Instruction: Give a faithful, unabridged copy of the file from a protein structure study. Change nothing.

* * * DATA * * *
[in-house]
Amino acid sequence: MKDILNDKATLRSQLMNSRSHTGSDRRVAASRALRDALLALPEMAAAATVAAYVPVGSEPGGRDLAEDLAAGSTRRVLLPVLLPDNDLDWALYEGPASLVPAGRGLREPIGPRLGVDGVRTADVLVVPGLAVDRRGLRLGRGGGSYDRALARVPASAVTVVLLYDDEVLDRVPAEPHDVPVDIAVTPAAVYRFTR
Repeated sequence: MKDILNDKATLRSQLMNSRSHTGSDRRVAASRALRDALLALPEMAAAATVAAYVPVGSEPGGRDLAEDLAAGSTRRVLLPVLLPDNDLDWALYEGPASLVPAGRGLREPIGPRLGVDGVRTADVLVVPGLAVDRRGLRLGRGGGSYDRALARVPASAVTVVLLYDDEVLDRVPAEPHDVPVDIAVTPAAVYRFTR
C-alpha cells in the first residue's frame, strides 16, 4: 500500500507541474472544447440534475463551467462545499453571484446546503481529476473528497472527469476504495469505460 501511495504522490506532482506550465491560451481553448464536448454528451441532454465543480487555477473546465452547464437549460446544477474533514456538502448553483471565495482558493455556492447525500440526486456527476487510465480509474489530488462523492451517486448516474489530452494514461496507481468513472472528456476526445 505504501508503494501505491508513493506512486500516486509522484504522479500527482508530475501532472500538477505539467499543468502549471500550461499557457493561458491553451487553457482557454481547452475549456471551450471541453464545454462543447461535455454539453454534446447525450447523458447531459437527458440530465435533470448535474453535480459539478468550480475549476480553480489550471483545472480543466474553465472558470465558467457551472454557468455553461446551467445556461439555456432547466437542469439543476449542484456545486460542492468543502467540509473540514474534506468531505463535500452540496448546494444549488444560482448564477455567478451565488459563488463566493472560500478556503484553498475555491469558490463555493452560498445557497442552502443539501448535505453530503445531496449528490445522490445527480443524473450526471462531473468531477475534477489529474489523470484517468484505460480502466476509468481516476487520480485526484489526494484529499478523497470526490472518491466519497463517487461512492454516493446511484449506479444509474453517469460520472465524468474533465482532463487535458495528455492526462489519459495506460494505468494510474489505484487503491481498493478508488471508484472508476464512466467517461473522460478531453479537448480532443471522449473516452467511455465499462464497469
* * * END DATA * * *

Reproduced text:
[in-house]
Amino acid sequence: MKDILNDKATLRSQLMNSRSHTGSDRRVAASRALRDALLALPEMAAAATVAAYVPVGSEPGGRDLAEDLAAGSTRRVLLPVLLPDNDLDWALYEGPASLVPAGRGLREPIGPRLGVDGVRTADVLVVPGLAVDRRGLRLGRGGGSYDRALARVPASAVTVVLLYDDEVLDRVPAEPHDVPVDIAVTPAAVYRFTR
Repeated sequence: MKDILNDKATLRSQLMNSRSHTGSDRRVAASRALRDALLALPEMAAAATVAAYVPVGSEPGGRDLAEDLAAGSTRRVLLPVLLPDNDLDWALYEGPASLVPAGRGLREPIGPRLGVDGVRTADVLVVPGLAVDRRGLRLGRGGGSYDRALARVPASAVTVVLLYDDEVLDRVPAEPHDVPVDIAVTPAAVYRFTR
C-alpha cells in the first residue's frame, strides 16, 4: 500500500507541474472544447440534475463551467462545499453571484446546503481529476473528497472527469476504495469505460 501511495504522490506532482506550465491560451481553448464536448454528451441532454465543480487555477473546465452547464437549460446544477474533514456538502448553483471565495482558493455556492447525500440526486456527476487510465480509474489530488462523492451517486448516474489530452494514461496507481468513472472528456476526445 505504501508503494501505491508513493506512486500516486509522484504522479500527482508530475501532472500538477505539467499543468502549471500550461499557457493561458491553451487553457482557454481547452475549456471551450471541453464545454462543447461535455454539453454534446447525450447523458447531459437527458440530465435533470448535474453535480459539478468550480475549476480553480489550471483545472480543466474553465472558470465558467457551472454557468455553461446551467445556461439555456432547466437542469439543476449542484456545486460542492468543502467540509473540514474534506468531505463535500452540496448546494444549488444560482448564477455567478451565488459563488463566493472560500478556503484553498475555491469558490463555493452560498445557497442552502443539501448535505453530503445531496449528490445522490445527480443524473450526471462531473468531477475534477489529474489523470484517468484505460480502466476509468481516476487520480485526484489526494484529499478523497470526490472518491466519497463517487461512492454516493446511484449506479444509474453517469460520472465524468474533465482532463487535458495528455492526462489519459495506460494505468494510474489505484487503491481498493478508488471508484472508476464512466467517461473522460478531453479537448480532443471522449473516452467511455465499462464497469